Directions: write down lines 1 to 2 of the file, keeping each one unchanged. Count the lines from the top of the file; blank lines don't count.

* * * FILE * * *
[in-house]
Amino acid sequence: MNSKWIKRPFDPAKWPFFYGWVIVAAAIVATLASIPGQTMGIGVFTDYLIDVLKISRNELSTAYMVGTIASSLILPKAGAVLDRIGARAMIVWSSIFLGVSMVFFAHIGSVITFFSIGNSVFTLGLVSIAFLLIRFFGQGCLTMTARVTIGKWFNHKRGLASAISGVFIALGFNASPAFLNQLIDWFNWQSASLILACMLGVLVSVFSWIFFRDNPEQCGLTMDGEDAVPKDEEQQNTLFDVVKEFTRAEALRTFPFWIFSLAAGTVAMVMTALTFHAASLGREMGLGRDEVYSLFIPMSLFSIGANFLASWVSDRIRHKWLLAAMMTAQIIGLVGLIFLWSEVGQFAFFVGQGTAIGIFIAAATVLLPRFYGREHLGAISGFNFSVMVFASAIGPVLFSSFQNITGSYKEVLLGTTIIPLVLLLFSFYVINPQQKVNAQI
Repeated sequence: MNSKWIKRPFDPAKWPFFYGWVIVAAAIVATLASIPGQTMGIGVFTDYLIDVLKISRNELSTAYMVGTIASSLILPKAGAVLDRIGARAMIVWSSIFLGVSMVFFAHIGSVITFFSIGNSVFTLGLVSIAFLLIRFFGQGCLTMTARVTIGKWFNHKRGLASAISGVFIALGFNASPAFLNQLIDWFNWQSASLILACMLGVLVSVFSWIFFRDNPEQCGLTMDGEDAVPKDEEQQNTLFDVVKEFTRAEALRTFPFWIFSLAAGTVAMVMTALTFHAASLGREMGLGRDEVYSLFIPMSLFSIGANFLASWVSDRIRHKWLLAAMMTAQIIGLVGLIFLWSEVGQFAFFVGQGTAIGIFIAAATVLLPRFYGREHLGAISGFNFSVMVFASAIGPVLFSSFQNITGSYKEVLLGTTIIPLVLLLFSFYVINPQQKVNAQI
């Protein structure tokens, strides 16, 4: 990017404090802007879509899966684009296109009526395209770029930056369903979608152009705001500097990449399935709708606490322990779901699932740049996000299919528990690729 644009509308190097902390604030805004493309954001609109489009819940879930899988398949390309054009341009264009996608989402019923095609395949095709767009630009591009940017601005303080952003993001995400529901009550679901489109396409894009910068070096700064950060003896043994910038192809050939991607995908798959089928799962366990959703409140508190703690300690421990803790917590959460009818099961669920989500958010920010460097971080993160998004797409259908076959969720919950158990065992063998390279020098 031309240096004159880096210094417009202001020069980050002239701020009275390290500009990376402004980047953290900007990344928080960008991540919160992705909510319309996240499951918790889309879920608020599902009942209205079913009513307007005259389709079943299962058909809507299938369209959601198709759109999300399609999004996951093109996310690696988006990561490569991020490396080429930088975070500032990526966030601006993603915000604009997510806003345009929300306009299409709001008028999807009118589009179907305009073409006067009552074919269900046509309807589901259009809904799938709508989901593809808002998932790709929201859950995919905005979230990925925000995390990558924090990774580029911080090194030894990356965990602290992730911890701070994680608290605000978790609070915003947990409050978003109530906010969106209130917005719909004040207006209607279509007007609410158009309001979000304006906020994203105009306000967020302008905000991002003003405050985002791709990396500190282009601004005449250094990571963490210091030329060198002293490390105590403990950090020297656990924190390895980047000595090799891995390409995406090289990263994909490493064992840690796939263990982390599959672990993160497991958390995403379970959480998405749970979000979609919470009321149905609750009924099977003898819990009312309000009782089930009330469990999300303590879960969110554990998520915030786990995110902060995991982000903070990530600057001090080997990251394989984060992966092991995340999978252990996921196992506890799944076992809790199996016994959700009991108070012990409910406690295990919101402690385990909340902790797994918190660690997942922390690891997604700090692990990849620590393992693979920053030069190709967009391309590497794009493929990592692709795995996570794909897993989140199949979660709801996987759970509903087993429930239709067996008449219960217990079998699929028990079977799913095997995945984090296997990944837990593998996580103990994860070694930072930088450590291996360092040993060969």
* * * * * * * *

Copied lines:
[in-house]
Amino acid sequence: MNSKWIKRPFDPAKWPFFYGWVIVAAAIVATLASIPGQTMGIGVFTDYLIDVLKISRNELSTAYMVGTIASSLILPKAGAVLDRIGARAMIVWSSIFLGVSMVFFAHIGSVITFFSIGNSVFTLGLVSIAFLLIRFFGQGCLTMTARVTIGKWFNHKRGLASAISGVFIALGFNASPAFLNQLIDWFNWQSASLILACMLGVLVSVFSWIFFRDNPEQCGLTMDGEDAVPKDEEQQNTLFDVVKEFTRAEALRTFPFWIFSLAAGTVAMVMTALTFHAASLGREMGLGRDEVYSLFIPMSLFSIGANFLASWVSDRIRHKWLLAAMMTAQIIGLVGLIFLWSEVGQFAFFVGQGTAIGIFIAAATVLLPRFYGREHLGAISGFNFSVMVFASAIGPVLFSSFQNITGSYKEVLLGTTIIPLVLLLFSFYVINPQQKVNAQI